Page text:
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Re: SQL Humor

From: JT <someone_at_microsoft.com>
Date: Fri, 19 Aug 2005 14:59:12 -0400
Message-ID: <unM5zBPpFHA.1416@TK2MSFTNGP09.phx.gbl>


GB sized XML documents are typically loaded into structures such as datasets which swap the data into and out of memory as needed. I don't see why an application would need to load the entire contents into a flat memory object like a string. If you want to write an application that loads GBs of data into memory, then I'm sure the end users will express their own opinions about the design when their PC or server bogs down due to depleted resources.

"Mikito Harakiri" <mikharakiri_nospaum_at_yahoo.com> wrote in message news:1124475901.268812.151880_at_o13g2000cwo.googlegroups.com...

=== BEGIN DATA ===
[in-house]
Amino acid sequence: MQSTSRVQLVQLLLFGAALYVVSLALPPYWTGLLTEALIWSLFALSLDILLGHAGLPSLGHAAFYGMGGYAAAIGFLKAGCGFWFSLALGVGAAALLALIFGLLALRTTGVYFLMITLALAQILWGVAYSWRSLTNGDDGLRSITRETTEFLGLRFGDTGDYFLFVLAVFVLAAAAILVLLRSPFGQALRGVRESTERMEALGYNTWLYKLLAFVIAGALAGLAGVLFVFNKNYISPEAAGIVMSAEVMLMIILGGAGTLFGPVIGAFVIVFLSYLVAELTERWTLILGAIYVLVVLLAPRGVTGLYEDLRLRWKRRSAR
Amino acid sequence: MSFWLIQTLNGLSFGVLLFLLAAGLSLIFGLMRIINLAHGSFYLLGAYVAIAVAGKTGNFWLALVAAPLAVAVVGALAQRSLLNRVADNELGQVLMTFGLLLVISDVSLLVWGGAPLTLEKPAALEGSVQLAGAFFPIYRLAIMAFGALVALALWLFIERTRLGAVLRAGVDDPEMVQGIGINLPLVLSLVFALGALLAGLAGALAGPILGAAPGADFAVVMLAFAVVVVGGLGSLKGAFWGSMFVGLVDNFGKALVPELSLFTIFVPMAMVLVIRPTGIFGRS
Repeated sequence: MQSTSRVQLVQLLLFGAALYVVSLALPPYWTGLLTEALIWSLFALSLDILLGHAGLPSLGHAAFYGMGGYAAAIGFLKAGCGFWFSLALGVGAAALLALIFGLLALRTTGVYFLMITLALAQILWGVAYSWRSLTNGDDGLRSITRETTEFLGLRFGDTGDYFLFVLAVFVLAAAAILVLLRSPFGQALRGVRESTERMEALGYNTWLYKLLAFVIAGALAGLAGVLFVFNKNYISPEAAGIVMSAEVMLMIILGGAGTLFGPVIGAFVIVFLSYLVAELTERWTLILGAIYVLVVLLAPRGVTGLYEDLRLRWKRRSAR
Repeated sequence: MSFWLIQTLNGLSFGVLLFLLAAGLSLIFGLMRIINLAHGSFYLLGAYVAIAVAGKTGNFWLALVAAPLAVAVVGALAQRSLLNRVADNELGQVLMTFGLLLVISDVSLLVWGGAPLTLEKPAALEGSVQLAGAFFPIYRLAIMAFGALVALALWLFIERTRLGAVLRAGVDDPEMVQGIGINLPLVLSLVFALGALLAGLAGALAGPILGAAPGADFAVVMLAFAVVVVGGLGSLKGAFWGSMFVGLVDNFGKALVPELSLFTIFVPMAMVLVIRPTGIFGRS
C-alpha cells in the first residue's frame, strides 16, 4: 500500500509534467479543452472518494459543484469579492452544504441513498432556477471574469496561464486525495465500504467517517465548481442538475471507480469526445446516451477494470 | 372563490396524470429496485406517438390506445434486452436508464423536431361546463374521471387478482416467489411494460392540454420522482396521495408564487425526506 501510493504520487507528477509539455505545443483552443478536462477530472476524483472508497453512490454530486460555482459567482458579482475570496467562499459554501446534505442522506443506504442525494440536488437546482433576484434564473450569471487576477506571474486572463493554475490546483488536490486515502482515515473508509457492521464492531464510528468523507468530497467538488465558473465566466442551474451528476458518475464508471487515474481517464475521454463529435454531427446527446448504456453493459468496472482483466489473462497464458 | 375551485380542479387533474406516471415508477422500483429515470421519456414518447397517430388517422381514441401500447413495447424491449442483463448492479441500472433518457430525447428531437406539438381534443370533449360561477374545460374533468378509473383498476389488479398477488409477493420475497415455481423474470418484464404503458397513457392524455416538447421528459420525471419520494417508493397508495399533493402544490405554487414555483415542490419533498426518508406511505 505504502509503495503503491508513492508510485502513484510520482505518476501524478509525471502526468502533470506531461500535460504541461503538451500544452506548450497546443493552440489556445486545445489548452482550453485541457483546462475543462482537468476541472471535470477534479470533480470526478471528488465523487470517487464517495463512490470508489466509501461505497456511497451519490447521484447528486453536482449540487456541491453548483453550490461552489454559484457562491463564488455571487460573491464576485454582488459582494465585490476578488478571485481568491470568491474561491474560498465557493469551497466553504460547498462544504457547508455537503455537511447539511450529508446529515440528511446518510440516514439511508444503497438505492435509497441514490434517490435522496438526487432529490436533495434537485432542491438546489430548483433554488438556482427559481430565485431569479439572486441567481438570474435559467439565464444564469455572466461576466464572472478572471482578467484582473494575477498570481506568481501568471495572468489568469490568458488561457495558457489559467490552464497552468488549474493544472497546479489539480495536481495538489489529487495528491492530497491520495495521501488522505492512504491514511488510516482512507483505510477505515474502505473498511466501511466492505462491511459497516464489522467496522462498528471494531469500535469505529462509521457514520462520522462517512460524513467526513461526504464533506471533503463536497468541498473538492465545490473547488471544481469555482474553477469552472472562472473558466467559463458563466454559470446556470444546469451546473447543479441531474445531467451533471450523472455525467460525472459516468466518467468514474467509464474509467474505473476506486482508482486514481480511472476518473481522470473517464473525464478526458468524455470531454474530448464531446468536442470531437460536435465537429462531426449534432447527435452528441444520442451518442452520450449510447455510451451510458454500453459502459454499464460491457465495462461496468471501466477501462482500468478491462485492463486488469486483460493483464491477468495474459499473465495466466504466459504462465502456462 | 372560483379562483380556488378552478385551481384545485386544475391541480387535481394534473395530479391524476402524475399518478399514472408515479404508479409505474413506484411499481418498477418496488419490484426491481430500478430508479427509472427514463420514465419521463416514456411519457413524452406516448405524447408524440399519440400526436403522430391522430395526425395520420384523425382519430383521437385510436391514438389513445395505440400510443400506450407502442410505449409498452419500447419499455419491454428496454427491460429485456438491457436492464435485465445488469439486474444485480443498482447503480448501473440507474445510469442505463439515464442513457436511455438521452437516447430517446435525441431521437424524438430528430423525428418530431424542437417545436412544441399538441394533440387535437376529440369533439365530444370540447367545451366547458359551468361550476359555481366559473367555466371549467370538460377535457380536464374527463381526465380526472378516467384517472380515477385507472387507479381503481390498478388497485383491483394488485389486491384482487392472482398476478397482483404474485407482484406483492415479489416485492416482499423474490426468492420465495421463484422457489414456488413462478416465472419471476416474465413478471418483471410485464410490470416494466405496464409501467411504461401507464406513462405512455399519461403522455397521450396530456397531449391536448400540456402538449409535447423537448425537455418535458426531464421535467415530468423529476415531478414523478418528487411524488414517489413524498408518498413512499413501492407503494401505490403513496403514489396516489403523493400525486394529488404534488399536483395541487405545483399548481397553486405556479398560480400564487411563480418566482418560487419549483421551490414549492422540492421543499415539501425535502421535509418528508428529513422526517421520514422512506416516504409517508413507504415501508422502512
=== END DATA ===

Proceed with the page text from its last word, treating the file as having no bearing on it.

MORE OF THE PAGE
> JT wrote:
>> Once you start dealing with text of length > 4000 (Unicode) 8000 (ANSI),
>> you are practically working with documents not attributes, so this data
>> should be stored in a document management system with numeric or URL
>> pointers stored in the relational database. The TEXT datatype is there
>> for
>> large blobs of data for those so inclined, but it's an entirely different
>> case usage than VarChar.
>> On the application side, if you are storing gigabytes or even 10s
>> megabytes of data in a string or array, then it is time to start
>> re-considering the application design.
>
> Remarkable. You suggest that arbitrary limitations on datatype length
> provide invaluable insight on application design weakness? So if my app
> processes 1GB strings all over the places (think XML!), I'm fine, but
> if I get 3GB string, then I should redesign my application?
>
Received on Fri Aug 19 2005 - 13:59:12 CDT

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